If anybody happens to have a copy, please post it in the comments section. We are okay copyright-wise: it is “fair use” and we cite the source and credit the author and publication.

Taking a Break

Let us all celebrate the non-end of the world and the passing of the solstice and Christmas!!! The predicted (by some) end of the world did not bother me, but the holidays really got to me this year. I feel so light and free in comparison to how I felt a few days ago. It’s a pleasure to be alive today.

I can’t figure out why the holidays are more difficult some years than others and I certainly can’t predict which ones are going to be horrible. It’s just a matter of taking it as it comes, remembering that it is, indeed, a holiday, and remembering that it will pass and that I will feel better.

I’m taking a break and won’t be blogging again until January 25. A whole month! I wonder what that will feel like. I’m going to try and use the computer as little as possible during that time — sort of a virtual detox.

For the last twenty plus years, most of my emotional and intellectual life has centered around my computer. Writing and editing newsletters, email, support lists, creating and updating webpages. And hours and hours of research for material for those webpages. It’s been exciting, tedious, challenging, satisfying, exhausting, and rewarding, all at the same time.

It’s also been a bit of a cop out, to tell the truth. I have a  high level of social anxiety and it is far easier to interact with people virtually than face to face or even by phone. You see, my abusers didn’t have access to the very early computers when I was growing up, so they weren’t used in my abuse in any way. They are “clean” in my mind.

(An aside: the first computer I ever saw, in 1959, was in a warehouse-sized room at Harvard. I remember thinking, “I am standing inside this computer.” I believe it was the Mark I. I remember it having huge reels of tape, like a reel-to-reel tape recorder, all along the walls, although when I Googled images of the Mark 1 and subsequent early Harvard computers, there were no visible reels. It did use paper tape, though. It took seven years to build and was used during World War II for simple mathematical calculations. Can’t imagine how it might have been used to abuse a child, but I wouldn’t be surprised if somebody figured that out.)

So, my goal is a month without using a computer hardly at all. If all goes well, I’ll learn to be more present, and if it doesn’t go so well, I’ll just go crazy. No big deal — I am used to that!

Yule/Winter Solstice

A summary of traditions from European cultures is presented here in the hope that something will “click” and help make some of your memories less confusing.

Some of the old pagan customs, such as Christmas trees and feasting, were subsumed by Christianity and live on today. Satanic cults pervert both Christian and pagan holidays and so pagan customs are also preserved in their rituals. Since cults observe both the Winter Solstice and Christmas, some pagan traditions may appear twice within a few days. Outside of Neo-Pagan groups, the solstice generally goes by without notice in the larger society.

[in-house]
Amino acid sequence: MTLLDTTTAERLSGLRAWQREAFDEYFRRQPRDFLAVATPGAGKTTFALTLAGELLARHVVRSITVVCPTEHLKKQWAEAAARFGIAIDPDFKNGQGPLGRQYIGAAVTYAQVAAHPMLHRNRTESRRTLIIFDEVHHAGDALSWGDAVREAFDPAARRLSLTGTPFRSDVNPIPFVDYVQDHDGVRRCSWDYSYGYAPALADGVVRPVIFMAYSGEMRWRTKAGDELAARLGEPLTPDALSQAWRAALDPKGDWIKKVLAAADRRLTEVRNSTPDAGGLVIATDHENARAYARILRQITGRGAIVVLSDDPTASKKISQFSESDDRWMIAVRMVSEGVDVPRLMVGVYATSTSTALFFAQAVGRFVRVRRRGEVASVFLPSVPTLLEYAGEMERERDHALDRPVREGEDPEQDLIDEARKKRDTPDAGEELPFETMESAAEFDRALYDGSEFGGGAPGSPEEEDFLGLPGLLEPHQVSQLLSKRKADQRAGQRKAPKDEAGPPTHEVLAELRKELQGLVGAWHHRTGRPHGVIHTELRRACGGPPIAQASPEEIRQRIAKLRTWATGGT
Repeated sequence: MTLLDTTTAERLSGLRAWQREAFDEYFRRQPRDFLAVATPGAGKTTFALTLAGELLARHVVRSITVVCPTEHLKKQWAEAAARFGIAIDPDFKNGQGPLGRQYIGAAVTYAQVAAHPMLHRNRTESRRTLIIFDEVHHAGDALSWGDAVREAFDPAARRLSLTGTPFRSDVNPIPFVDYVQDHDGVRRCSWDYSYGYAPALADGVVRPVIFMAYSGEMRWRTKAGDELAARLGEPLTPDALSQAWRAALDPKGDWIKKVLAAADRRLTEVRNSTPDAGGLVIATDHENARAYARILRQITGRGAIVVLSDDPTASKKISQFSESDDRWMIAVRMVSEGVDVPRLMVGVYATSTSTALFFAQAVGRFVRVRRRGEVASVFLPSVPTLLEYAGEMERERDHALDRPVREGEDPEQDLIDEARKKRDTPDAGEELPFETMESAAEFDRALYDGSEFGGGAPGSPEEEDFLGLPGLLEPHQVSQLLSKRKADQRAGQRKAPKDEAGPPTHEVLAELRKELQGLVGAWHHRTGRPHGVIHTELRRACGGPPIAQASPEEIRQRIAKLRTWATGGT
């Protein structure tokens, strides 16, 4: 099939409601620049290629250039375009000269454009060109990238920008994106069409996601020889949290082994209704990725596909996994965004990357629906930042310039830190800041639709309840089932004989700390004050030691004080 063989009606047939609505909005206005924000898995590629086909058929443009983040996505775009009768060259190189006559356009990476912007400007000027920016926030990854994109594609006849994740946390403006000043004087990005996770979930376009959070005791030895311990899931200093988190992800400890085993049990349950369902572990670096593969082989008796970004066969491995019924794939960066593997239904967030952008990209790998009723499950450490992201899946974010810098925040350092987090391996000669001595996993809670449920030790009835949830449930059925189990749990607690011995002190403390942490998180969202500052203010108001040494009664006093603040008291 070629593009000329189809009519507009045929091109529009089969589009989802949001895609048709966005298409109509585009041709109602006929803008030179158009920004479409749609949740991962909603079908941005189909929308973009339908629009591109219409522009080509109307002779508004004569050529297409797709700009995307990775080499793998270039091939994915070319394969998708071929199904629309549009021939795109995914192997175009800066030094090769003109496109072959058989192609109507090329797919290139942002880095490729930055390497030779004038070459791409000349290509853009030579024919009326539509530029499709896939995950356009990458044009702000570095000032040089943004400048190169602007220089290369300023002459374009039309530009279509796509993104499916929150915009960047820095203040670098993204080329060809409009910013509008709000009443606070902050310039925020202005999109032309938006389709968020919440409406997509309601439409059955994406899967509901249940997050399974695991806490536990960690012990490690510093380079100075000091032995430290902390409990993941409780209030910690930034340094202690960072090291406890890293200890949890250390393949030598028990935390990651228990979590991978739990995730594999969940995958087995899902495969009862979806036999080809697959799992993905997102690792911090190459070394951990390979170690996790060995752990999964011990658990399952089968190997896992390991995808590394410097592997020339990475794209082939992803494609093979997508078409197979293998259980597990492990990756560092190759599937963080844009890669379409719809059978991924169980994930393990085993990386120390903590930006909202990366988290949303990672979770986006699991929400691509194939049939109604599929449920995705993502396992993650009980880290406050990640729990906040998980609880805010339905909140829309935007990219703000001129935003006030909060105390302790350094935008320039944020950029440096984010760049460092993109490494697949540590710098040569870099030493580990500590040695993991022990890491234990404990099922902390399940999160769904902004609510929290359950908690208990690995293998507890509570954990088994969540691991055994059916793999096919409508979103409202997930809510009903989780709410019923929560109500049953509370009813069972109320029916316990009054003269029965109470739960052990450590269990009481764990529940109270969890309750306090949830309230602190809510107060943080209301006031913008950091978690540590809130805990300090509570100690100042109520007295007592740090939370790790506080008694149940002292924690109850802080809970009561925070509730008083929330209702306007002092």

The solstice is the end of lengthening nights and the beginning of shorter nights and longer days. In many cultures it was a time of hope, even though warm days were far in the future. Symbolically, the solstice was connected with the death and rebirth of the sun.

In England, the solstice was always very important. Stonehenge, dating from about 2000 BC, was built to bring in the light of the solstice sunset. There is a structure in Ireland, Newgrange, which is even older (about 3000 BC) and a similar structure in Scotland which were designed to let in the solstice sunrise.

The word Yule comes from The old Norse jol; geola in Old English. These days it is Jul in Sweden, Denmark and Norway, Jol in Iceland, Joulu in Finland, and Jõulud in Estonia. It was the name of a mid-winter festival lasting twelve days and has come to mean Christmas in England.

In Scandinavia, bonfires were lit to symbolize the heat and light of the returning sun. A Yule log was brought in and burned on the hearth in honor of the god Thor. The tradition of the Yule log spread through Europe. In some countries, a piece of the log was kept for good luck and to light the next year’s log. In others, it was completely burned and the ashes were added to the animal’s feed, used to fertilizer fruit trees, kept for luck, or used as medicine. In England, bonfires were lit and the hearth fires were extinguished and relit from the bonfires, signifying new beginnings.